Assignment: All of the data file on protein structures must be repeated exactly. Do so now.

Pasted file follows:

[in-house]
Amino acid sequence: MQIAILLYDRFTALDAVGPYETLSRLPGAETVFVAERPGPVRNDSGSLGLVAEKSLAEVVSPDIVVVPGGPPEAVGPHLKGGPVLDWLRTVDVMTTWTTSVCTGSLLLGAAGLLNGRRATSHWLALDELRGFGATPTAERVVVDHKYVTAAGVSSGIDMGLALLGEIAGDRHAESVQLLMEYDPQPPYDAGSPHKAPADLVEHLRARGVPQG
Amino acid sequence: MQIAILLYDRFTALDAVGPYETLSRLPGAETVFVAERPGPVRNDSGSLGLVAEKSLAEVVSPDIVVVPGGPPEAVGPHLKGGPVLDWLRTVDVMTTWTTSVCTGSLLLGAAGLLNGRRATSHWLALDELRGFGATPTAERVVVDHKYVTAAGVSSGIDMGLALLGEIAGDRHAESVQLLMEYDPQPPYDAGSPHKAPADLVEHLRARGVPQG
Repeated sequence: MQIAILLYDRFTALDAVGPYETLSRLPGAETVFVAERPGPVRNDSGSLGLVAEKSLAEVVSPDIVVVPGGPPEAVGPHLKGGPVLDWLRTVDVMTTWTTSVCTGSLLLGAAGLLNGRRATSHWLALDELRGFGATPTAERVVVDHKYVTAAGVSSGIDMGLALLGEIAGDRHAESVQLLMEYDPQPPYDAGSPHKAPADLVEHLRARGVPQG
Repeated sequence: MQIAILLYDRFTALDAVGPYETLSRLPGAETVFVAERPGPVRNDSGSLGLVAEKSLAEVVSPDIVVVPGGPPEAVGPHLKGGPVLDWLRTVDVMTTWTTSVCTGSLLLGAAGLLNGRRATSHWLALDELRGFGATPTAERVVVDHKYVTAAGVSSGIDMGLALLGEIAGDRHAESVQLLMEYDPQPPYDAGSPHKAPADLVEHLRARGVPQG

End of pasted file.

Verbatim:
[in-house]
Amino acid sequence: MQIAILLYDRFTALDAVGPYETLSRLPGAETVFVAERPGPVRNDSGSLGLVAEKSLAEVVSPDIVVVPGGPPEAVGPHLKGGPVLDWLRTVDVMTTWTTSVCTGSLLLGAAGLLNGRRATSHWLALDELRGFGATPTAERVVVDHKYVTAAGVSSGIDMGLALLGEIAGDRHAESVQLLMEYDPQPPYDAGSPHKAPADLVEHLRARGVPQG
Amino acid sequence: MQIAILLYDRFTALDAVGPYETLSRLPGAETVFVAERPGPVRNDSGSLGLVAEKSLAEVVSPDIVVVPGGPPEAVGPHLKGGPVLDWLRTVDVMTTWTTSVCTGSLLLGAAGLLNGRRATSHWLALDELRGFGATPTAERVVVDHKYVTAAGVSSGIDMGLALLGEIAGDRHAESVQLLMEYDPQPPYDAGSPHKAPADLVEHLRARGVPQG
Repeated sequence: MQIAILLYDRFTALDAVGPYETLSRLPGAETVFVAERPGPVRNDSGSLGLVAEKSLAEVVSPDIVVVPGGPPEAVGPHLKGGPVLDWLRTVDVMTTWTTSVCTGSLLLGAAGLLNGRRATSHWLALDELRGFGATPTAERVVVDHKYVTAAGVSSGIDMGLALLGEIAGDRHAESVQLLMEYDPQPPYDAGSPHKAPADLVEHLRARGVPQG
Repeated sequence: MQIAILLYDRFTALDAVGPYETLSRLPGAETVFVAERPGPVRNDSGSLGLVAEKSLAEVVSPDIVVVPGGPPEAVGPHLKGGPVLDWLRTVDVMTTWTTSVCTGSLLLGAAGLLNGRRATSHWLALDELRGFGATPTAERVVVDHKYVTAAGVSSGIDMGLALLGEIAGDRHAESVQLLMEYDPQPPYDAGSPHKAPADLVEHLRARGVPQG